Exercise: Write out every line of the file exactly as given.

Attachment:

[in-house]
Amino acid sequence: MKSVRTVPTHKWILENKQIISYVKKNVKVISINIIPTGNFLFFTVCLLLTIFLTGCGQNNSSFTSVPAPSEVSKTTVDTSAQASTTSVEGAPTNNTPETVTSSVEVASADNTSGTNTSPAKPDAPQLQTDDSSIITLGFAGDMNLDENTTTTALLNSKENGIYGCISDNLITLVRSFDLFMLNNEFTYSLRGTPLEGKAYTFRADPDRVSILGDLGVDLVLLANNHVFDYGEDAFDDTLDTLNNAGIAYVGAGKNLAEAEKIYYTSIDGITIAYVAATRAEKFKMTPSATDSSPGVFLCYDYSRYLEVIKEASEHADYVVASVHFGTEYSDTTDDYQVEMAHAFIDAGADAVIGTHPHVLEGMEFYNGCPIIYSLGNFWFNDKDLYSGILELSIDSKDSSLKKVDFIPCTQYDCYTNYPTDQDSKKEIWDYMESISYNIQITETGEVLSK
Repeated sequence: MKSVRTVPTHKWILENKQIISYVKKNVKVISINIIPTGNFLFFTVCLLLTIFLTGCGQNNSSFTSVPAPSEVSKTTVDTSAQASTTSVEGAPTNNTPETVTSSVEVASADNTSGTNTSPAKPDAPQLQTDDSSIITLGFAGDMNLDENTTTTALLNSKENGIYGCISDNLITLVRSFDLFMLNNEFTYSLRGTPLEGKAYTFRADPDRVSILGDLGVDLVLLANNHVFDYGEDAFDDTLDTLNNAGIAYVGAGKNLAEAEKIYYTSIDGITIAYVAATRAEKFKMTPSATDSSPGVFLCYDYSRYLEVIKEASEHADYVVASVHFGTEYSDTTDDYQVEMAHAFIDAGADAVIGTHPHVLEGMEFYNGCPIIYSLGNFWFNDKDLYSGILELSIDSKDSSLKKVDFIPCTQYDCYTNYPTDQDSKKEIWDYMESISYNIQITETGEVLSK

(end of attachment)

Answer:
[in-house]
Amino acid sequence: MKSVRTVPTHKWILENKQIISYVKKNVKVISINIIPTGNFLFFTVCLLLTIFLTGCGQNNSSFTSVPAPSEVSKTTVDTSAQASTTSVEGAPTNNTPETVTSSVEVASADNTSGTNTSPAKPDAPQLQTDDSSIITLGFAGDMNLDENTTTTALLNSKENGIYGCISDNLITLVRSFDLFMLNNEFTYSLRGTPLEGKAYTFRADPDRVSILGDLGVDLVLLANNHVFDYGEDAFDDTLDTLNNAGIAYVGAGKNLAEAEKIYYTSIDGITIAYVAATRAEKFKMTPSATDSSPGVFLCYDYSRYLEVIKEASEHADYVVASVHFGTEYSDTTDDYQVEMAHAFIDAGADAVIGTHPHVLEGMEFYNGCPIIYSLGNFWFNDKDLYSGILELSIDSKDSSLKKVDFIPCTQYDCYTNYPTDQDSKKEIWDYMESISYNIQITETGEVLSK
Repeated sequence: MKSVRTVPTHKWILENKQIISYVKKNVKVISINIIPTGNFLFFTVCLLLTIFLTGCGQNNSSFTSVPAPSEVSKTTVDTSAQASTTSVEGAPTNNTPETVTSSVEVASADNTSGTNTSPAKPDAPQLQTDDSSIITLGFAGDMNLDENTTTTALLNSKENGIYGCISDNLITLVRSFDLFMLNNEFTYSLRGTPLEGKAYTFRADPDRVSILGDLGVDLVLLANNHVFDYGEDAFDDTLDTLNNAGIAYVGAGKNLAEAEKIYYTSIDGITIAYVAATRAEKFKMTPSATDSSPGVFLCYDYSRYLEVIKEASEHADYVVASVHFGTEYSDTTDDYQVEMAHAFIDAGADAVIGTHPHVLEGMEFYNGCPIIYSLGNFWFNDKDLYSGILELSIDSKDSSLKKVDFIPCTQYDCYTNYPTDQDSKKEIWDYMESISYNIQITETGEVLSK